What is Biodiesel?
Biodiesel is a diesel-like biodegradable fuel. It is a non-toxic fuel produced from organic material. The organic raw material needed for producing bio-diesel use fatty substances. They include vegetable oils, waste cooking oil, animal fat and non-edible plant oils.
The properties of bio-diesel resemble closely to petroleum-based diesel. Besides, existing diesel engines do not require major modifications in order to run on bio-diesel. Thus, scientists all over the world are considering it as a substitute for the regular diesel.
Nomenclature of biodiesel blends:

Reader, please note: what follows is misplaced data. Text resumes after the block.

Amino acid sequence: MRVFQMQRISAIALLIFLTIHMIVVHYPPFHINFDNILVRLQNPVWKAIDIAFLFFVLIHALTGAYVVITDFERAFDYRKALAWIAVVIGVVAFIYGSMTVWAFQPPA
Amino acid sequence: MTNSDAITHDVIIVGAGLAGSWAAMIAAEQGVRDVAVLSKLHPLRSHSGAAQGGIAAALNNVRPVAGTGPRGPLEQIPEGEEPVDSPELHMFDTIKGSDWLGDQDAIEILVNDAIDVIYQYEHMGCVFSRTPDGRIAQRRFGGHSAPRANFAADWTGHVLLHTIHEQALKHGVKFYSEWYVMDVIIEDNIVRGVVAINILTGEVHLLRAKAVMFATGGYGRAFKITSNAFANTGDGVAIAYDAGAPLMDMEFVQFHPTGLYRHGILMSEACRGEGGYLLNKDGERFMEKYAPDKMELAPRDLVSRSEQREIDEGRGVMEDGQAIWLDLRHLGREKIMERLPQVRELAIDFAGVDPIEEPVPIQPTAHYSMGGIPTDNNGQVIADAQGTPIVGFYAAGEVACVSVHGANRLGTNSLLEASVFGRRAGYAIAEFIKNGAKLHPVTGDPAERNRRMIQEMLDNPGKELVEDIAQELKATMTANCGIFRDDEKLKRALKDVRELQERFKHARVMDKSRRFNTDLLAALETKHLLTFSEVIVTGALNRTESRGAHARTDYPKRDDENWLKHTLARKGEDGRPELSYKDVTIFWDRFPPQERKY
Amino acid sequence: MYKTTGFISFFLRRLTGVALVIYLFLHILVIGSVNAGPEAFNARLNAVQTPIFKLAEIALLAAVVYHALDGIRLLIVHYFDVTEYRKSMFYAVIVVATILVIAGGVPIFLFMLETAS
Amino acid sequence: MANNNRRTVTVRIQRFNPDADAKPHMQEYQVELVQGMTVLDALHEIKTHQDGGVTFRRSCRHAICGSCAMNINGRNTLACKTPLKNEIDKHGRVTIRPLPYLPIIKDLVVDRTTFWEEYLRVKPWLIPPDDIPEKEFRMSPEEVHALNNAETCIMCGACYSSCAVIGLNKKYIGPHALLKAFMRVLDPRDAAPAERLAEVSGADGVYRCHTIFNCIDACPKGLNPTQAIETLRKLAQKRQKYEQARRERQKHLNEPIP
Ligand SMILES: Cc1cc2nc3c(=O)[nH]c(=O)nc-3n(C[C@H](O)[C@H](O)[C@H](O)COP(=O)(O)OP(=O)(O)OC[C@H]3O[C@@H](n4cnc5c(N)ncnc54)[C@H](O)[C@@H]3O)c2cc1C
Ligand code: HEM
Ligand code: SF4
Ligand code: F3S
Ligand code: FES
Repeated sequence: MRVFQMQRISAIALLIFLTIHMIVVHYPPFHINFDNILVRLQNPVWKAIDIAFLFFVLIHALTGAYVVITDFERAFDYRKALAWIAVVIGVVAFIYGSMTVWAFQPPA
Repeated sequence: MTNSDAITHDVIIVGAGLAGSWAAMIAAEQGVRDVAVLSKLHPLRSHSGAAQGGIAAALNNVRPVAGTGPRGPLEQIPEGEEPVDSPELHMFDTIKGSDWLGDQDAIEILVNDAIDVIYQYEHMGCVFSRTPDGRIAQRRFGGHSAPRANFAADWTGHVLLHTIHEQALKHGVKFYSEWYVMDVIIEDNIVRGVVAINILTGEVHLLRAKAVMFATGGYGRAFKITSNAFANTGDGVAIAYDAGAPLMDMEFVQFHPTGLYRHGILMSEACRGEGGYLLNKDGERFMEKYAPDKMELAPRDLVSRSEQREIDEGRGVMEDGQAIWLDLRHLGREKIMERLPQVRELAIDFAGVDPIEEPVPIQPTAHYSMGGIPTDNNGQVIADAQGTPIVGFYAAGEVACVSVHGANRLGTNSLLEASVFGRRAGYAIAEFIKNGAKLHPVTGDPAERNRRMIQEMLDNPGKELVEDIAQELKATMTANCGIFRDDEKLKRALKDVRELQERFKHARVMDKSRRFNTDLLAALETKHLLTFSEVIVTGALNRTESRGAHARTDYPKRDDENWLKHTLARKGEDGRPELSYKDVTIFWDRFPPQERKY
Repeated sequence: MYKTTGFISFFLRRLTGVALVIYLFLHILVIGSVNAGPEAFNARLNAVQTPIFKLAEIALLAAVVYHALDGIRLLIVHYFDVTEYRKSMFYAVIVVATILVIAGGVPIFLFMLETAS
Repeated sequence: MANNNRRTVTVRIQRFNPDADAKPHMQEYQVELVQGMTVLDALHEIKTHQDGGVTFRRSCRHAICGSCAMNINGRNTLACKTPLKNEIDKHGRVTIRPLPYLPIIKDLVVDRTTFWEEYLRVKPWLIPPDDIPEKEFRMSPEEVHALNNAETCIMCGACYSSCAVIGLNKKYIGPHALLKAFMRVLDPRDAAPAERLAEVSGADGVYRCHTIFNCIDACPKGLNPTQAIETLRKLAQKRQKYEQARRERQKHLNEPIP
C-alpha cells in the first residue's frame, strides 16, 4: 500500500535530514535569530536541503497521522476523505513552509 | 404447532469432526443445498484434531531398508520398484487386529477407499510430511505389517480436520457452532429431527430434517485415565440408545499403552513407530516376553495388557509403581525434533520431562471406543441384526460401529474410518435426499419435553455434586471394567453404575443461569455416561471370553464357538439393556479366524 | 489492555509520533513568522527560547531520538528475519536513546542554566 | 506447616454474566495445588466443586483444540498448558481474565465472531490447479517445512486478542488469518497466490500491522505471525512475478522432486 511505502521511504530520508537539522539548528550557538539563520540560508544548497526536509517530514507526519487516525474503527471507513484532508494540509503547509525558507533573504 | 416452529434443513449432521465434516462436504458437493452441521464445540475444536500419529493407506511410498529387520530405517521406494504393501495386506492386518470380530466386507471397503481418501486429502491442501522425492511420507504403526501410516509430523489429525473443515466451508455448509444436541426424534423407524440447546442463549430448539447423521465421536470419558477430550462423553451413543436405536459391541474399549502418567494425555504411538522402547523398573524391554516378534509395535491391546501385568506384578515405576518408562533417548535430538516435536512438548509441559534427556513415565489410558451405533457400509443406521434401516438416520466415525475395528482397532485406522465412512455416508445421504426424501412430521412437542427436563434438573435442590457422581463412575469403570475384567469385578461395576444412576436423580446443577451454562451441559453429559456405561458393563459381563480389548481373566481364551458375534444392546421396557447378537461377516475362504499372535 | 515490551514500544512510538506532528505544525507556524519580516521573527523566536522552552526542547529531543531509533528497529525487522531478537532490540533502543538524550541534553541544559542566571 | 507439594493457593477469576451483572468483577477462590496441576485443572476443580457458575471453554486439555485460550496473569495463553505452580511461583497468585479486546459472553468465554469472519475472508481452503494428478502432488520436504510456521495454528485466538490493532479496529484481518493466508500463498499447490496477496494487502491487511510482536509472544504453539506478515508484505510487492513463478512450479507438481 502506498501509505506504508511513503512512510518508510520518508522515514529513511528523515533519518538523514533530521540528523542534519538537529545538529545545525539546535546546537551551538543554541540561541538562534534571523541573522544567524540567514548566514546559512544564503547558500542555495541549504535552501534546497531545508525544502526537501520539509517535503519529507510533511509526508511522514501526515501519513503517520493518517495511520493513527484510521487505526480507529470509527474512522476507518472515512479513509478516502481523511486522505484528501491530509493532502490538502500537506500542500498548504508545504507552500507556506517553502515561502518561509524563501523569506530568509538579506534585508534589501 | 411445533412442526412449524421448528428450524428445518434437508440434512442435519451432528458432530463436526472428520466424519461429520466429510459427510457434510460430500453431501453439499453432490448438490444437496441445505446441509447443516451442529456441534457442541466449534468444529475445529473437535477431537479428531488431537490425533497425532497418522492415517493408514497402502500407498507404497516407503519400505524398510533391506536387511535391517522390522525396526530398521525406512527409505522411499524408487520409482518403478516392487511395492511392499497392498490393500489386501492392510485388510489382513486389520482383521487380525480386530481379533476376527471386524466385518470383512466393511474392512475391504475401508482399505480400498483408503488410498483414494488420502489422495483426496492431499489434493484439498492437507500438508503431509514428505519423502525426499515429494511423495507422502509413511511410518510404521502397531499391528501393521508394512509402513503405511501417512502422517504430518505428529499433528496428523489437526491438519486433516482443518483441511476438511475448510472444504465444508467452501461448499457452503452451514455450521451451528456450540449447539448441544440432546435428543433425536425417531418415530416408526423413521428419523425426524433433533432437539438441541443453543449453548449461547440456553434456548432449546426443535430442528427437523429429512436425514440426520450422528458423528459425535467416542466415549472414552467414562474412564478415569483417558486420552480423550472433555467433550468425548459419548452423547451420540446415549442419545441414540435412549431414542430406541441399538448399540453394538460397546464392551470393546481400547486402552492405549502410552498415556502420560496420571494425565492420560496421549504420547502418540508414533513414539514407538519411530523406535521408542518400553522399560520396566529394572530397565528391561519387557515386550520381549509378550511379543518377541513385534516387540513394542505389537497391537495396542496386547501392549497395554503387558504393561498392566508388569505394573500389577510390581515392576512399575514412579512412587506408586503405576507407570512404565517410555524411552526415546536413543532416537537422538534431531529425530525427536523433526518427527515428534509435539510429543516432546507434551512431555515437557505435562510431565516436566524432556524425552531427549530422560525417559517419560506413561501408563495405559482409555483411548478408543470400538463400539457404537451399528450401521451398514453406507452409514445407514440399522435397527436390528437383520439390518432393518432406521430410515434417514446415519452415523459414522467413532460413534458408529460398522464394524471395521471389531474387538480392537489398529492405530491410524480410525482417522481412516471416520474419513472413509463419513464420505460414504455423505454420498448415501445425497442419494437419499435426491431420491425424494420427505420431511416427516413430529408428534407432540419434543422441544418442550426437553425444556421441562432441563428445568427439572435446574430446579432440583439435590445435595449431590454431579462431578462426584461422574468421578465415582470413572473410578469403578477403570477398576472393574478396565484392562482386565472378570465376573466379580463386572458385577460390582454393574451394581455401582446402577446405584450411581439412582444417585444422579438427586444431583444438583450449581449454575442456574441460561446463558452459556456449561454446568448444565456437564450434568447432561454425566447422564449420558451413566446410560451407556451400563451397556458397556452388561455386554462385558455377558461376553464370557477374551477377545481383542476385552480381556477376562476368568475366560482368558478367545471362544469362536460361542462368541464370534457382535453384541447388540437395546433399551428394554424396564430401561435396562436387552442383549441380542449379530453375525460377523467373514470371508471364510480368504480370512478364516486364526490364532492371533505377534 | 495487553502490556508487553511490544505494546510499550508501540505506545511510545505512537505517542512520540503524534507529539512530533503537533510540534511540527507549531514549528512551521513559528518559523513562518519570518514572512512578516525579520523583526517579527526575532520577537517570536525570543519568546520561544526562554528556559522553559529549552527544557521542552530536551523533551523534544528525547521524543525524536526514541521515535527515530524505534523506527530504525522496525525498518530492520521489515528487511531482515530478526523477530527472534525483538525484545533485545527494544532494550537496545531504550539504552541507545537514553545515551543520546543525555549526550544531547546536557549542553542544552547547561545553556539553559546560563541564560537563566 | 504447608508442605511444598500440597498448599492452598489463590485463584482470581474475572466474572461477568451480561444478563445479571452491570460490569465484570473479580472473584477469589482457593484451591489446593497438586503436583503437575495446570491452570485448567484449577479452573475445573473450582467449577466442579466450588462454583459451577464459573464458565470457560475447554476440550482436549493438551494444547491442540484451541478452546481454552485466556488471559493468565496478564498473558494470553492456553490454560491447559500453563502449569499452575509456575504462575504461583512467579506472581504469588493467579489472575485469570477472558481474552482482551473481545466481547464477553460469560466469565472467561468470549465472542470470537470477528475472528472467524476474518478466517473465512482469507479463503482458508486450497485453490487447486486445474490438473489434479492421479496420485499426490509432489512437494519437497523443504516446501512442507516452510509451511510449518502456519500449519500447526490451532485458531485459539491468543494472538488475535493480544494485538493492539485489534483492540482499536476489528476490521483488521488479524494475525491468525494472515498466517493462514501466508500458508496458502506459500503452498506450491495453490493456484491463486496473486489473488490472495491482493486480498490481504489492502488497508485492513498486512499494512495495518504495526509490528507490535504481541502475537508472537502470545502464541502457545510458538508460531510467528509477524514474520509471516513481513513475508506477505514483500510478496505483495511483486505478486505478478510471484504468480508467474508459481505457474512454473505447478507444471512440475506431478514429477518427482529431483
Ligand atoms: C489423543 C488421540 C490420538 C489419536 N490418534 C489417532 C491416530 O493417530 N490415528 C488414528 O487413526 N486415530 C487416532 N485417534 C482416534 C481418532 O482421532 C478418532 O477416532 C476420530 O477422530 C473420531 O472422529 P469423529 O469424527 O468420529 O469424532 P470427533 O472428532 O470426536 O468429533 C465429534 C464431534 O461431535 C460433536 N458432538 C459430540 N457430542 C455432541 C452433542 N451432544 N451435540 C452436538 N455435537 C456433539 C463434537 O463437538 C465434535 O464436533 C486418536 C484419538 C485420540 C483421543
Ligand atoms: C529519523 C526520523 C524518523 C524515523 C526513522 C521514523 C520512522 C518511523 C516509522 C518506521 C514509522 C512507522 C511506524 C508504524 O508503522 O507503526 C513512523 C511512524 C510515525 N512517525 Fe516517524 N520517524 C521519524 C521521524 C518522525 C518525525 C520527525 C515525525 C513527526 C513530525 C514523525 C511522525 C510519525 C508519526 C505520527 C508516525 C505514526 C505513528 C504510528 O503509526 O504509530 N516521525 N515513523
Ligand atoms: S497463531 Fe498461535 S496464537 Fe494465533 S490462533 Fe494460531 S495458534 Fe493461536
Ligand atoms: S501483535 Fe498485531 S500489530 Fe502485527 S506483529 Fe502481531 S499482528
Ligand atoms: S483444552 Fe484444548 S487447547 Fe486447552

Like the ethanol blends, there is a specific method to denote bio-diesel blends. Consider the following example.
Blend: B10, where B stands for Bio-diesel. The number 10 denotes the percentage of biodiesel in blend by volume. Thus, in simple terms, B10 means 10% biodiesel and 90% regular diesel. Similarly, B50 means 50% biodiesel + 50% regular diesel. However, B100 means 100% bio-diesel.
There are several techniques available for converting the organic material into bio-diesel. They are microemulsion, pyrolysis or thermal cracking and transesterification. Among these, transesterification has achieved commercial success worldwide.
Transesterification is a reaction between the raw material and a suitable alcohol that takes place in presence of a catalyst. Generally, industries prefer using methanol or methyl alcohol. However, other alcohols are also effective. Transesterification converts large triglyceride molecules present in the oil into straight chain molecules. Thus, technically, bio-diesel is a 'mono-alkyl ester'.